By Mike Phifer
Confederate Maj. Gen. Nathan Bedford Forrest’s fighting blood was up. It was mid-morning on June 10, 1864, and the Tennessean cavalry commander had just hurried Colonel Hylan Lyon’s brigade of Kentuckians from along the muddy Baldwyn road toward Brice’s Crossroads in northern Mississippi. Forrest’s route crossed the Ripley-Guntown Road, where William’s Brice two-storey white house, general store, and a few outbuildings were situated. It was not the buildings that interested Forrest, but the Yankee cavalry brigade posted just east of the crossroads. Another Union cavalry brigade lurked nearby.
A few companies of Forrest’s regiments had already skirmished with the Federals, determining their strength. Although outnumbered, Forrest meant to gain and hold the initiative by launching an attack. He ordered Lyon to dismount his 800 Kentuckians and advance on both sides of the Baldwyn road. As was typical on both sides when cavalry fought dismounted, one man held the reins of four horses while the other three went into action in foot.
Moving quickly through the undergrowth that camouflaged them, Lyon’s Kentuckians launched a spirited attack against Colonel George Waring’s cavalry. The crack of carbine fire reverberated as the Confederates forced back the Federal cavalry. Lyon’s men seized a ridge from which to fire on the Yankees. When they saw the Federal cavalry massing in their front, the Confederates hurriedly began building a breastwork of logs and fence rails.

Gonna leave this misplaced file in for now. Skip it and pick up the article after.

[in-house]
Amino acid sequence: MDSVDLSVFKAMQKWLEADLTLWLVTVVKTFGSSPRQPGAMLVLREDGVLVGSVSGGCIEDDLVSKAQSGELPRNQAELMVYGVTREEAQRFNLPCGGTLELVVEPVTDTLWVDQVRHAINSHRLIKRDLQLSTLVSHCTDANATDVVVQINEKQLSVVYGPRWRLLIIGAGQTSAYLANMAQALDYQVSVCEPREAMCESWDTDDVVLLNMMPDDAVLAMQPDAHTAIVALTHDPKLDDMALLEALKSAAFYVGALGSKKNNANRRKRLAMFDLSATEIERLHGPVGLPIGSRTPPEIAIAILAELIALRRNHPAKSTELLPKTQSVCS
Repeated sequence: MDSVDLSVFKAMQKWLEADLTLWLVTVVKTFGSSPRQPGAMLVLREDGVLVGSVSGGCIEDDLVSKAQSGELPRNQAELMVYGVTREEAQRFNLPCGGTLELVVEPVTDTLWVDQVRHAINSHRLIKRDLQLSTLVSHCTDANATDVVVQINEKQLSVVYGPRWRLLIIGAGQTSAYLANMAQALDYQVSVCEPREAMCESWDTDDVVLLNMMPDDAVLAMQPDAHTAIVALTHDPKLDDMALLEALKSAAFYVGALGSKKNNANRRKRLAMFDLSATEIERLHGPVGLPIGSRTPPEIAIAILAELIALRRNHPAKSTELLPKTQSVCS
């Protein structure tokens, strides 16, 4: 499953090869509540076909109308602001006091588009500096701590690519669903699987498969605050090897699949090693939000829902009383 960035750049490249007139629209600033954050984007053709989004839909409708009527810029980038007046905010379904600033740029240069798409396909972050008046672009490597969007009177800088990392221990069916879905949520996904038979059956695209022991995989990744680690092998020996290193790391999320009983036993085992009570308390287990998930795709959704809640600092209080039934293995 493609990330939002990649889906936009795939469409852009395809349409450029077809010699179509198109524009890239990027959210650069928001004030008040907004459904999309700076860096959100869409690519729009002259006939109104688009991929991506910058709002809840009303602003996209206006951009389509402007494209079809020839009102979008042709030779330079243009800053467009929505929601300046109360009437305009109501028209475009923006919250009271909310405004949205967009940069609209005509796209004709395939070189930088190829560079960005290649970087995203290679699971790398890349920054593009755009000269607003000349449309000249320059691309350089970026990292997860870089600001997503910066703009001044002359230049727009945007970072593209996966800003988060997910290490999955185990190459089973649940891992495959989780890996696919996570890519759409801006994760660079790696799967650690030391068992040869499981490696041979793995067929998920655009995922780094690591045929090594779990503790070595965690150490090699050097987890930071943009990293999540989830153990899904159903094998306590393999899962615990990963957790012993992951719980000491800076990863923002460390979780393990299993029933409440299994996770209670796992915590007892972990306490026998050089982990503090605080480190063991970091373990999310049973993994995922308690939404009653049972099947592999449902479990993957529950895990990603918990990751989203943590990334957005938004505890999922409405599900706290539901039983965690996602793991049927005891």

Colonel Edmund Rucker rode up with his 700 men. Forrest ordered them to dismount and take up position on Lyon’s left flank. Arriving a little later was Colonel William Johnson’s brigade of 500 Alabamians, who would form on Lyon’s right. Although they were still outnumbered, the Confederate troopers boldly engaged the dismounted Federal cavalrymen, who were armed with rapid-firing carbines.
Forrest needed to buy precious time until the other half of his command arrived from nearby towns. When they did, Forrest intended to press his attack against the mixed force of Federal cavalry and infantry at Brice’s Crossroads. He intended to drive off the Union cavalry first, and then fall on the blue-coated infantry marching to their aid.
The battle came about because Maj. Gen. William Tecumseh Sherman, the commander of the Military Division of the Mississippi, was worried in spring 1864 about his supply line through middle Tennessee. Three armies under his overall command were advancing on Chattanooga into north Georgia with the aim of capturing Atlanta, one of the most important railroad hubs in the Confederacy.